I'm Michael Klein, a poet and writer who has written four books of poems, a memoir, a book of essays, and a chapbook of prose poems (or they might actually be very short lyric essays). My memoir, "Track Conditions," is about my experiences on the racetrack and being groom to Kentucky Derby winner, Swale. I've also edited three anthologies which all face, in one way or another, the AIDS pandemic.
Lately, I've been doing a lot of critical essays--on poetry mostly, for the Rumpus and Los Angeles Review of Books websites. And I've also been enjoying doing interviews over the years--mostly, with poets, though I have also interviewed writer and activist Eve Ensler and the theatre composer and lyricist, Adam Guettel (which I still have to transcribe. It's very long). I also teach in the MFA Program at Goddard College and in the summers have lately been doing a week-long memoir workshop at Castle Hill Center for the Arts in Truro.
At Haunted Importantly, I will be sharing news and published work and provide links to everything I can remember. And, eventually, there may be a blog, too about the movies and theater and other stuff I go to, when I leave my husband and dog and cat alone. Basically, I want this to be an open forum for ideas as they occur--my mind, in space. Or elsewhere, depending on the temperature.
I took the name, Haunted Importantly, from Jack Gilbert, who has a poem with the same title. I think about him and his poetry a lot and, particularly this poem which does something in the end I wish for all poetry to do: celebrate the mystery of being alive. Here's Jack's poem:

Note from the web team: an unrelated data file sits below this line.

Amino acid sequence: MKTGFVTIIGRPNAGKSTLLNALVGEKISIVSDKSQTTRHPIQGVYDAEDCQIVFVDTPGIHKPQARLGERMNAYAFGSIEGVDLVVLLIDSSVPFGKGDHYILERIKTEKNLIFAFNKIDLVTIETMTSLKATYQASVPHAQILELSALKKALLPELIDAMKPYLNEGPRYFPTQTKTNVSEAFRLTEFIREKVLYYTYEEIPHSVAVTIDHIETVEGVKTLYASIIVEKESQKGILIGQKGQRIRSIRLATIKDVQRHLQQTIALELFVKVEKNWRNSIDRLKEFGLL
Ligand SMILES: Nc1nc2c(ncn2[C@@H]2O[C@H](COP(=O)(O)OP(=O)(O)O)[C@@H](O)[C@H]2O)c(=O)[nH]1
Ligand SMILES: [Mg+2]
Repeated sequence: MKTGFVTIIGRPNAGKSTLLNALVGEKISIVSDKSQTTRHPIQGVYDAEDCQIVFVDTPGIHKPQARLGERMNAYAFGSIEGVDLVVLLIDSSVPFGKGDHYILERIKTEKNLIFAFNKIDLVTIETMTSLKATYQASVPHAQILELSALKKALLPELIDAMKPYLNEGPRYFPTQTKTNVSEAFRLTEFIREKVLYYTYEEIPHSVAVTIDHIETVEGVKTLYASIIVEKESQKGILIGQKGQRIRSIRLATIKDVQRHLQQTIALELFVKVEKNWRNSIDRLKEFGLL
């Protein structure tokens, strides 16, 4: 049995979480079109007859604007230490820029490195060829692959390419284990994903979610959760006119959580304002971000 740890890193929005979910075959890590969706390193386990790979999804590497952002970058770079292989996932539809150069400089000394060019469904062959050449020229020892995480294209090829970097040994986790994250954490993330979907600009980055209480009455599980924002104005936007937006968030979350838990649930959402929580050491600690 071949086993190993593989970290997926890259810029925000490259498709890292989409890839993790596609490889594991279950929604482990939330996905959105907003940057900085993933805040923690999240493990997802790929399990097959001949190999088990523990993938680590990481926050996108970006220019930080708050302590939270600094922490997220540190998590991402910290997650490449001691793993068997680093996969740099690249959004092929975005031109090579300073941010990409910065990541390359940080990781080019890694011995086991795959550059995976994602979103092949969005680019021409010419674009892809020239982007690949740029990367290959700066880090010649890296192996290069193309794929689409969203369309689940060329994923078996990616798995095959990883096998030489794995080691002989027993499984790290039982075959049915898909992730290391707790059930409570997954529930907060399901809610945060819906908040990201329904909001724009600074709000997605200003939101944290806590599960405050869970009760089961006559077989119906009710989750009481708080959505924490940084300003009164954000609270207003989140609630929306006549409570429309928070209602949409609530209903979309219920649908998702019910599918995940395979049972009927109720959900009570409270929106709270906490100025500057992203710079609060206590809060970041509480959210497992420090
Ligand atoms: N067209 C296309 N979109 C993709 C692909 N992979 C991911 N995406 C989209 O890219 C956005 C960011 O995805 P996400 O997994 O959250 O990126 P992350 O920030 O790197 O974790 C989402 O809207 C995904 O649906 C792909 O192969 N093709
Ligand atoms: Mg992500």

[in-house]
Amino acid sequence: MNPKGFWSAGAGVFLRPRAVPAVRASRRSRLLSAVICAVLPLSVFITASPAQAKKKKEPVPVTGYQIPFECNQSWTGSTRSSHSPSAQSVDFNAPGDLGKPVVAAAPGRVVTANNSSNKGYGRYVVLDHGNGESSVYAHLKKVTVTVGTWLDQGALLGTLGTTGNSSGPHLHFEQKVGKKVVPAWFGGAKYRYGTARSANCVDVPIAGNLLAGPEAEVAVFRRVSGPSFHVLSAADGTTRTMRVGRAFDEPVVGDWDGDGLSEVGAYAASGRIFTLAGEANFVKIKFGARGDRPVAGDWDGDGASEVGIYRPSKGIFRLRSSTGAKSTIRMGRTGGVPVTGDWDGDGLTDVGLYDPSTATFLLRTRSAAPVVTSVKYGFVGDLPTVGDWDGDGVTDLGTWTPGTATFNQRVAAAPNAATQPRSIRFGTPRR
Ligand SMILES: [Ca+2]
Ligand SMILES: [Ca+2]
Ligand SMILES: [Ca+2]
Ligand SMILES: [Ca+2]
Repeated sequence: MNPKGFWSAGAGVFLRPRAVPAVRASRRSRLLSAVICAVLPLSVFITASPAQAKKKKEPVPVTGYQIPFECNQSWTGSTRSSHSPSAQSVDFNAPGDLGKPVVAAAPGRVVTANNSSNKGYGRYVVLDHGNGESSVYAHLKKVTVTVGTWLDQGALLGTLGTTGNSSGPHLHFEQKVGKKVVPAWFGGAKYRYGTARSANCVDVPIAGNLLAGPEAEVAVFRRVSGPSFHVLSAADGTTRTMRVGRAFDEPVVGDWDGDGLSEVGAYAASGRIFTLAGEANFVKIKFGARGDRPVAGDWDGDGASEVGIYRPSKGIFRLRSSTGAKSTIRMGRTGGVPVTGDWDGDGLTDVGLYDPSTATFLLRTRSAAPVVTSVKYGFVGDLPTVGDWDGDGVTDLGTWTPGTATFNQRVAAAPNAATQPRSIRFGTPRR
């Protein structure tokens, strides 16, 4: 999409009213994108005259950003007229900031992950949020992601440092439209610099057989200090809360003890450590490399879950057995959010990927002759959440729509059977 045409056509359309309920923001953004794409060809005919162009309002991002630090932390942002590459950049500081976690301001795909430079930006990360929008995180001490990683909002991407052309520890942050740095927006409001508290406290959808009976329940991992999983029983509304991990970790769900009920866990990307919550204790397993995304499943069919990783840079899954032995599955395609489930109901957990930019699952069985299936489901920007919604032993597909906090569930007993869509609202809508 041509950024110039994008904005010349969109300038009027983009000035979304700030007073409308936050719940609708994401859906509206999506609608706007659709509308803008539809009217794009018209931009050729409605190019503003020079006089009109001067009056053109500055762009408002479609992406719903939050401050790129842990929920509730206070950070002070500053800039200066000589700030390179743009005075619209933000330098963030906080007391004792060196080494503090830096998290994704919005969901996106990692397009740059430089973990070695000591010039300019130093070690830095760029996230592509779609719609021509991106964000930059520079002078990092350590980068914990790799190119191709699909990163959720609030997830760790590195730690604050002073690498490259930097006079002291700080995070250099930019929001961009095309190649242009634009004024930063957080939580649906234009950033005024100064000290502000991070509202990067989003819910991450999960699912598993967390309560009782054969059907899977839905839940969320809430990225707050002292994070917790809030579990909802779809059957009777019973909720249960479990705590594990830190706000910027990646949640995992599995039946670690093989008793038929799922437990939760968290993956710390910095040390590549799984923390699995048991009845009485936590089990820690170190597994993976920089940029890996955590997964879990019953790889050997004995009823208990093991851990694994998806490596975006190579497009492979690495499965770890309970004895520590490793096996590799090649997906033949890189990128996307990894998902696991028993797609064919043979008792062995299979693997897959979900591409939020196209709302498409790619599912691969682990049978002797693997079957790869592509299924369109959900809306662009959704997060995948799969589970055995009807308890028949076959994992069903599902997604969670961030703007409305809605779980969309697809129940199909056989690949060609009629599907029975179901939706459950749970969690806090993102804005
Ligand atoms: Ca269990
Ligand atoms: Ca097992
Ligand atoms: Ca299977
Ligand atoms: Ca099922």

It was in the transept of the church, winter in
the stones, the dim light brightening on her,
when Linda said, Listen. Listen to this, she said.
When he put his ear against the massive door,
there were spirits singing inside. He hunted for it
afterward. In Madrid, he heard a bell begin somewhere
in the night rain. Worked his way through
the tangle of alleys, the sound deeper and more
powerful as he got closer. Short of the plaza,
it filled all of him and he turned back. No need,
he thought, to see the bell. It was not the bell
he was trying to find, but the angel lost
in our bodies. The music that thinking is.
He wanted to know what he heard, not to get closer.